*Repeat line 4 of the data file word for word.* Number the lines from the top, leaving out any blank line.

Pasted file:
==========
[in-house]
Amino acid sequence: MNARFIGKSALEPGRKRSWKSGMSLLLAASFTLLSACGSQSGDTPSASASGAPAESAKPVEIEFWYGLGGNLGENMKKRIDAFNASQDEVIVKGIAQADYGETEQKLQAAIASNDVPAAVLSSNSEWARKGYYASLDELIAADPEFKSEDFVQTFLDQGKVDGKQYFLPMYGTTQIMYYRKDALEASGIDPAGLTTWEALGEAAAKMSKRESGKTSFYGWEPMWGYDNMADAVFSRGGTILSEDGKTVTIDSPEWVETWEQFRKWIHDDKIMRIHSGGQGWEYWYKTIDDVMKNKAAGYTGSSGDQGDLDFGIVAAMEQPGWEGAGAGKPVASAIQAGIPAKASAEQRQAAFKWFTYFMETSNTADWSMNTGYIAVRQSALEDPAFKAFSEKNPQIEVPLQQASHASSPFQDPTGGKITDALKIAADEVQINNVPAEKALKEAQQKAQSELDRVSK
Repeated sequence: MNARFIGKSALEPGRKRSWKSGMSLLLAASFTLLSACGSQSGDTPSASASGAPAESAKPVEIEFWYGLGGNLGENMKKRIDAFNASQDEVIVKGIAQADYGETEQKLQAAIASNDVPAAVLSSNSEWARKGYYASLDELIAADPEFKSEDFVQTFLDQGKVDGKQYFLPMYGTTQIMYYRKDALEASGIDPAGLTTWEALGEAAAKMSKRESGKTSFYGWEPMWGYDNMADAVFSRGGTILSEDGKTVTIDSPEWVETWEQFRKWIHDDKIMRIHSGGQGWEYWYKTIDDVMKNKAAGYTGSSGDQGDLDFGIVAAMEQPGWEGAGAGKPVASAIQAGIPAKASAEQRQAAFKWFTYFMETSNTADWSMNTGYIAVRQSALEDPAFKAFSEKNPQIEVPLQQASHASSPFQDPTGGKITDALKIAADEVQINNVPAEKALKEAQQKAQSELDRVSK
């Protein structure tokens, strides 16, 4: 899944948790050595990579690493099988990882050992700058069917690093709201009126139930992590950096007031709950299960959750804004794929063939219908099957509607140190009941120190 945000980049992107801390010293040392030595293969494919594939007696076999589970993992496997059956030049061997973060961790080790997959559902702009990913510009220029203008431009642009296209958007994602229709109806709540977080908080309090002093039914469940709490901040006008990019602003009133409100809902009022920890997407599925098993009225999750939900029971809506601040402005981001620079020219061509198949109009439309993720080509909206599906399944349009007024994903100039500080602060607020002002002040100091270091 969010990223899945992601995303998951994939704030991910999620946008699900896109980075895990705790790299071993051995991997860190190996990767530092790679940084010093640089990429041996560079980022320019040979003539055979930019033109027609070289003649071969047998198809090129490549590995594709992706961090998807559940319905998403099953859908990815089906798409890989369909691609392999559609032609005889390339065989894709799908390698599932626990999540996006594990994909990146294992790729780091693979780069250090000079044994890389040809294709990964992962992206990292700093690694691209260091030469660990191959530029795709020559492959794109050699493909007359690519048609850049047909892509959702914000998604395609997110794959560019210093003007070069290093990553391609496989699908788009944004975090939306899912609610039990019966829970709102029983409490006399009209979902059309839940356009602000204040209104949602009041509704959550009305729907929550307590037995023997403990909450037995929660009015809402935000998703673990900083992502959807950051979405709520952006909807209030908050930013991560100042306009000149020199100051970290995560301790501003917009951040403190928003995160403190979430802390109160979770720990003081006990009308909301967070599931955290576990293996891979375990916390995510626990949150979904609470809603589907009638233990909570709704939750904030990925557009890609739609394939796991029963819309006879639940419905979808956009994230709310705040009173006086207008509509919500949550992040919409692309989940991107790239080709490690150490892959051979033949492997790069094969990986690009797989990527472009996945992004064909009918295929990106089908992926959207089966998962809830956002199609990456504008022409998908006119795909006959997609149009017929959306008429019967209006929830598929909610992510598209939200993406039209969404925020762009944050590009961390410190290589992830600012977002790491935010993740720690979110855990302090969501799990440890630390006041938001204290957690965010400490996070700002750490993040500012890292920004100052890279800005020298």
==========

């Protein structure tokens, strides 16, 4: 899944948790050595990579690493099988990882050992700058069917690093709201009126139930992590950096007031709950299960959750804004794929063939219908099957509607140190009941120190 945000980049992107801390010293040392030595293969494919594939007696076999589970993992496997059956030049061997973060961790080790997959559902702009990913510009220029203008431009642009296209958007994602229709109806709540977080908080309090002093039914469940709490901040006008990019602003009133409100809902009022920890997407599925098993009225999750939900029971809506601040402005981001620079020219061509198949109009439309993720080509909206599906399944349009007024994903100039500080602060607020002002002040100091270091 969010990223899945992601995303998951994939704030991910999620946008699900896109980075895990705790790299071993051995991997860190190996990767530092790679940084010093640089990429041996560079980022320019040979003539055979930019033109027609070289003649071969047998198809090129490549590995594709992706961090998807559940319905998403099953859908990815089906798409890989369909691609392999559609032609005889390339065989894709799908390698599932626990999540996006594990994909990146294992790729780091693979780069250090000079044994890389040809294709990964992962992206990292700093690694691209260091030469660990191959530029795709020559492959794109050699493909007359690519048609850049047909892509959702914000998604395609997110794959560019210093003007070069290093990553391609496989699908788009944004975090939306899912609610039990019966829970709102029983409490006399009209979902059309839940356009602000204040209104949602009041509704959550009305729907929550307590037995023997403990909450037995929660009015809402935000998703673990900083992502959807950051979405709520952006909807209030908050930013991560100042306009000149020199100051970290995560301790501003917009951040403190928003995160403190979430802390109160979770720990003081006990009308909301967070599931955290576990293996891979375990916390995510626990949150979904609470809603589907009638233990909570709704939750904030990925557009890609739609394939796991029963819309006879639940419905979808956009994230709310705040009173006086207008509509919500949550992040919409692309989940991107790239080709490690150490892959051979033949492997790069094969990986690009797989990527472009996945992004064909009918295929990106089908992926959207089966998962809830956002199609990456504008022409998908006119795909006959997609149009017929959306008429019967209006929830598929909610992510598209939200993406039209969404925020762009944050590009961390410190290589992830600012977002790491935010993740720690979110855990302090969501799990440890630390006041938001204290957690965010400490996070700002750490993040500012890292920004100052890279800005020298």